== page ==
The consequences of not being sufficiently sensitive in that respect are far-reaching, and quite destructive of relationships. So - despite their generally superior strengths and beneficial attributes - women are by no means experts at psychologically healthy, "normal" emotional sharing and intimacy, either. I would say that they are at least half at fault in marriages and relationships which are not going that well. They mock, lack respect for, nag their men, resort to childish sarcasm, more often than not, and men hate nothing more than that. Why? Because we instinctively sense that we are - bumbling and incompetent though we too often are - indeed the leaders, the "heads," and when that isn't acknowledged, it is very unnatural and difficult for us to accept. We can't force respect - it has to be freely and willfully given. And of course ideally we should earn it, which opens up a whole 'nother can of worms . . .
It ought to be noted at this point that I have traditionally taken the side of women in such grand sociological and anthropological disputes as these. I have always appreciated the tenderness and "softness" of women, and their "relational" approach, as opposed to the outward "barbarian-like" qualities of men. But as I get older, and acquire more experience (innumerable conniving, game-playing, nagging, or complaining women), I realize that the way men are is not solely their fault; that women bear much of the blame, in the sense of being precipitating causes, and inadequate helpmates - just as we bear much of the blame for women's poorer behaviors and attitudes. And the father-daughter formative relationship is so extremely important, as I think most women would agree.
I would say women's lack of respect (and often utter scorn and disdain) for men is the immoral equivalent of our lowering women to mere sex objects, and not respecting their minds (as the feminist slogan goes - in this instance a true one). We often don't respect women's minds (because of seeing only their bodies - and that deriving mostly from largely involuntary biological drives), and mock "women's intuition," but women often don't respect us as people. Which is worse?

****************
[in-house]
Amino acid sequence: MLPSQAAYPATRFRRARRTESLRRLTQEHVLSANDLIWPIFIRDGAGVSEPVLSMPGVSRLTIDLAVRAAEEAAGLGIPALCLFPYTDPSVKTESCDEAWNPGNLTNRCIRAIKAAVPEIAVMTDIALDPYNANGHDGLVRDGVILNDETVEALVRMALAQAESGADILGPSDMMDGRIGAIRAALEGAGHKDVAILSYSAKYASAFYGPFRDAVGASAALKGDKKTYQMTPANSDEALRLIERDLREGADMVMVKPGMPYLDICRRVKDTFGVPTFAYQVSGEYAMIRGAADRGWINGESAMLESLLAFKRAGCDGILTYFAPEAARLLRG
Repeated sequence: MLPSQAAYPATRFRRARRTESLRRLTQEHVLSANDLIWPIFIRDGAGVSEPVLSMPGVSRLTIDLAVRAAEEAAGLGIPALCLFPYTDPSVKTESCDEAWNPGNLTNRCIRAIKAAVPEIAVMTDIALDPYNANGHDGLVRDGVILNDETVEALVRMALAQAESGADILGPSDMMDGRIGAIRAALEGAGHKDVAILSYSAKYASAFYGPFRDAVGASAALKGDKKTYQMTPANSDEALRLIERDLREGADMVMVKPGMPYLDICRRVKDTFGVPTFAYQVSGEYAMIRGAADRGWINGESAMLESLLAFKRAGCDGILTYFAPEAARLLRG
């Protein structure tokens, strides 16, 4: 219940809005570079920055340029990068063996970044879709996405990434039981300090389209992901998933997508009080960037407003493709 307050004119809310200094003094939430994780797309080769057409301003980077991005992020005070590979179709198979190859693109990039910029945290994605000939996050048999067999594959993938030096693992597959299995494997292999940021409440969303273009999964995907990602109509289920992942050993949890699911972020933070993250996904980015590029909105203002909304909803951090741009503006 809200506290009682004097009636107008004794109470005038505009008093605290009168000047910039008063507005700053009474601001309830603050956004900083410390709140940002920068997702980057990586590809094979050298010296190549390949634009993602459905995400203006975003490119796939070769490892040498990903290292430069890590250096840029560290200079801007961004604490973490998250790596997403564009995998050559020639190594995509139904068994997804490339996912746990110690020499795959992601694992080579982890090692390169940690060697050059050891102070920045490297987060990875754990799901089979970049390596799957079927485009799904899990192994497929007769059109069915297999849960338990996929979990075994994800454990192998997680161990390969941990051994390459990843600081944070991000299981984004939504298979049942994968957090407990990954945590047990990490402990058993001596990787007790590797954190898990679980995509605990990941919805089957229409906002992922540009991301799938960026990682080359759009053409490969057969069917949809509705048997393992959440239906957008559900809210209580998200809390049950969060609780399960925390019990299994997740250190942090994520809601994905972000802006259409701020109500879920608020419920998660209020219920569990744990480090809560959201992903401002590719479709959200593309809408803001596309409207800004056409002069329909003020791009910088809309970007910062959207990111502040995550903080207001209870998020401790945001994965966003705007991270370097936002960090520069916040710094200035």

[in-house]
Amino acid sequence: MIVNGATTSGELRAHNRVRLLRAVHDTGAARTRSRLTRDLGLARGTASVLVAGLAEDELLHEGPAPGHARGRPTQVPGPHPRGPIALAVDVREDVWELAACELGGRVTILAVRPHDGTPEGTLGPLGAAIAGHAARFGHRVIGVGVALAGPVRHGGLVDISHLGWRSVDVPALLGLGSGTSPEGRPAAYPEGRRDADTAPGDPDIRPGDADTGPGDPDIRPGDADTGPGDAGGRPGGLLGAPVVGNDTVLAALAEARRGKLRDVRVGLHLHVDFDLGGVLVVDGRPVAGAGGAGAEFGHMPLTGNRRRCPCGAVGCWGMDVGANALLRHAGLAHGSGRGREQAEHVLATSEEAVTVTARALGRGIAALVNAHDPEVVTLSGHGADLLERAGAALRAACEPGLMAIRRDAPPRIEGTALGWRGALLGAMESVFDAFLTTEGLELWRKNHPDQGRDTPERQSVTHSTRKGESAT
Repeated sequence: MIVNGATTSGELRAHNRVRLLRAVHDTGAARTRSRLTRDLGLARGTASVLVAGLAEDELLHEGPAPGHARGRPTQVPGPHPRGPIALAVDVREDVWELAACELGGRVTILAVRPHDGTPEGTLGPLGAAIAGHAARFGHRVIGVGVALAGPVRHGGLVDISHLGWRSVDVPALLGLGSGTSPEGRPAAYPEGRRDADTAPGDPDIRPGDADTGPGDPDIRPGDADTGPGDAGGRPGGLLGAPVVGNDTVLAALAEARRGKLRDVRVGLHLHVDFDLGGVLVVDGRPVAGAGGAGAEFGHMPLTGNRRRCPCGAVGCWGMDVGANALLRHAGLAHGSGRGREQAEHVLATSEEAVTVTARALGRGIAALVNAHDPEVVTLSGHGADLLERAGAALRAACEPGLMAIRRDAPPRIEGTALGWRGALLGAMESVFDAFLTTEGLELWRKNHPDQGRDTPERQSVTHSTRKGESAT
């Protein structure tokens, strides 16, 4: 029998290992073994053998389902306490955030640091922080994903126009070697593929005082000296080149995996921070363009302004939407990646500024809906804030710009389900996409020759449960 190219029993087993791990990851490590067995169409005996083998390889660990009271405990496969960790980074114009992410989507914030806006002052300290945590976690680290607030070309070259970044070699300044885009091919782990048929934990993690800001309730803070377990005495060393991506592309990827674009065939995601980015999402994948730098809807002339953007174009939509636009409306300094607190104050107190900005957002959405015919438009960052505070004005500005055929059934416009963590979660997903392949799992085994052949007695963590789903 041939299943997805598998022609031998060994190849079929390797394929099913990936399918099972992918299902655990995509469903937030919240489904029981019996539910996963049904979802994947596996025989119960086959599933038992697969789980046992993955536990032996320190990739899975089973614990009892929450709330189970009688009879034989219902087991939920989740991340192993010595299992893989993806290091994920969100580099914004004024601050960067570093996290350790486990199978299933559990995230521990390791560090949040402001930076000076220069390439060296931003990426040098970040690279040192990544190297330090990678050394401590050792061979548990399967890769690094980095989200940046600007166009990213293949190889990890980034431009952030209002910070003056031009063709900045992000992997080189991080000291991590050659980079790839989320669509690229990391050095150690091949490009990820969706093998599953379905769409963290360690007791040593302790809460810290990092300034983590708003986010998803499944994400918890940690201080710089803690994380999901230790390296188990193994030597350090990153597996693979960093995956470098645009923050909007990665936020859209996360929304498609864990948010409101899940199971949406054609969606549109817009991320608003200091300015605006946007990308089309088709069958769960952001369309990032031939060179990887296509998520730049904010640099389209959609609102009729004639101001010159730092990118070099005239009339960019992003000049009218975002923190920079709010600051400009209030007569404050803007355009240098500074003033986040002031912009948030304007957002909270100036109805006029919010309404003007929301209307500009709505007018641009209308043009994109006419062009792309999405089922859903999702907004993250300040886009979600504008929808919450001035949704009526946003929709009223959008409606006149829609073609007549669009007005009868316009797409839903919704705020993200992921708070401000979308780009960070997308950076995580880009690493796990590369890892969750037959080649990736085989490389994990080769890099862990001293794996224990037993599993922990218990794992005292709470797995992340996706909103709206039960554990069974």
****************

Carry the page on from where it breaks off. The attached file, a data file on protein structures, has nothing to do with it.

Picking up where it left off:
The one sin produces anorexia and chronic - almost universal - self-hatred and vain, silly preoccupation with physical appearance, cat-fighting and envy, etc.; the other leads to warped, cramped, pressure-cooker emotional imbeciles who respond in monosyllables, who hate themselves just as much, but express it in very different ways (usually drinking, affairs, various mindless distractions, rowdy behavior). Women complain and gossip amongst themselves, read romance novels and consume the dope operas; men just shut up and get away from it all, and engage in purely fun activities, in order to forget their miserable, wretched state. One expresses in an unhealthy, non-constructive way; the other suppresses in an unhealthy, non-constructive way. Both are usually blind to their own faults in the matter (but can see those of the other gender very clearly! :-).
I would suspect that in many cases, such behavior (nagging, etc.) on the part of women is a self-fulfilling prophecy: it actually causes in men's behavior what it purports to be a disgusted reaction against. In the past I was always inclined to believe that men were basically at fault in most bad relationships. Now I think I have a much better understanding of the faults of both sexes in these matters, and a better appreciation of the complexity and multi-faceted nature of causation. I believe much of the relational and communication problems between men and women are a result of innate difference (in key respects), complicated by faulty societal conditioning. This is precisely how I view the business of not being observant and/or considerate, which I have utilized as a springboard for a broader analysis.
A female friend of mine wrote, in the midst of our correspondence:
- My experience is called living with a man. He doesn't read the subtle signs, nor even the not-so-subtle ones. When people want to end a conversation, for instance, they may start taking a step or two backwards. Their answers get shorter, and their eyes look elsewhere. These are such obvious clues-and some, maybe even many, men do pick up on them. Do the others need a remedial class, or what?
My friend continued:
- Maybe women are threatened by this unusual behavior [deep sharing by men] -- maybe they want men to be "strong, silent types." Maybe women are trained to expect that, and are afraid a man who is emotional will be unable to be protective, or whatever the strong and silent is supposed to signify.
Written in 1999 by Dave Armstrong.